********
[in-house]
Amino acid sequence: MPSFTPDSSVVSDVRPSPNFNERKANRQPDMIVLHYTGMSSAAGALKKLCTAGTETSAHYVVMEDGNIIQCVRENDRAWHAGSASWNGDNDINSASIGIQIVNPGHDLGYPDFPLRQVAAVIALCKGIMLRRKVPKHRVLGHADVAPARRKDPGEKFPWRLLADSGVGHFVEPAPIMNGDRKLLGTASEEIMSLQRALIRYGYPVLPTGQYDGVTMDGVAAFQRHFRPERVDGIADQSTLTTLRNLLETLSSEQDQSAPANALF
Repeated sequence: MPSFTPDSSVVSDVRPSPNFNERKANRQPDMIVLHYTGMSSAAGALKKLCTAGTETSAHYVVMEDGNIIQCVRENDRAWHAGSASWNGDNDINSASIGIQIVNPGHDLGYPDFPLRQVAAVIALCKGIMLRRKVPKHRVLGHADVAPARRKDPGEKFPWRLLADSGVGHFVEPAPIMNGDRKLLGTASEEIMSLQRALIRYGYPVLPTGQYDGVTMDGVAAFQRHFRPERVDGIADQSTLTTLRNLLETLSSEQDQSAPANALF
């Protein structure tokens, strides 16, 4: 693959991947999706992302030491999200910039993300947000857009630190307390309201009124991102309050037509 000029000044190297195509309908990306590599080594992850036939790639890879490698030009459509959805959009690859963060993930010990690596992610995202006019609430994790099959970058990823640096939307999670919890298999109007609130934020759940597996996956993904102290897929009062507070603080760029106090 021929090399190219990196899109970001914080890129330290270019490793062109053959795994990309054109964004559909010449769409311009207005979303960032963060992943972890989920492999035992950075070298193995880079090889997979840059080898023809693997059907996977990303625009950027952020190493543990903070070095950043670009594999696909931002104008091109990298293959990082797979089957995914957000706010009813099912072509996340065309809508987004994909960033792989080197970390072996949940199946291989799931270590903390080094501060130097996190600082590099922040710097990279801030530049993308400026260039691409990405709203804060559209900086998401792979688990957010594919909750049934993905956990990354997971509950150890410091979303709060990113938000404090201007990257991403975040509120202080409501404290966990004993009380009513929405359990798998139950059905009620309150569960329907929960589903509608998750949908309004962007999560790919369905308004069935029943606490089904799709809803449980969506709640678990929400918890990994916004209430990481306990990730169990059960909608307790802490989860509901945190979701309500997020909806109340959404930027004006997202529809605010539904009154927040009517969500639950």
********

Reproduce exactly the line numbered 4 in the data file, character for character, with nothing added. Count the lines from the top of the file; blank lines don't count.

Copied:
């Protein structure tokens, strides 16, 4: 693959991947999706992302030491999200910039993300947000857009630190307390309201009124991102309050037509 000029000044190297195509309908990306590599080594992850036939790639890879490698030009459509959805959009690859963060993930010990690596992610995202006019609430994790099959970058990823640096939307999670919890298999109007609130934020759940597996996956993904102290897929009062507070603080760029106090 021929090399190219990196899109970001914080890129330290270019490793062109053959795994990309054109964004559909010449769409311009207005979303960032963060992943972890989920492999035992950075070298193995880079090889997979840059080898023809693997059907996977990303625009950027952020190493543990903070070095950043670009594999696909931002104008091109990298293959990082797979089957995914957000706010009813099912072509996340065309809508987004994909960033792989080197970390072996949940199946291989799931270590903390080094501060130097996190600082590099922040710097990279801030530049993308400026260039691409990405709203804060559209900086998401792979688990957010594919909750049934993905956990990354997971509950150890410091979303709060990113938000404090201007990257991403975040509120202080409501404290966990004993009380009513929405359990798998139950059905009620309150569960329907929960589903509608998750949908309004962007999560790919369905308004069935029943606490089904799709809803449980969506709640678990929400918890990994916004209430990481306990990730169990059960909608307790802490989860509901945190979701309500997020909806109340959404930027004006997202529809605010539904009154927040009517969500639950």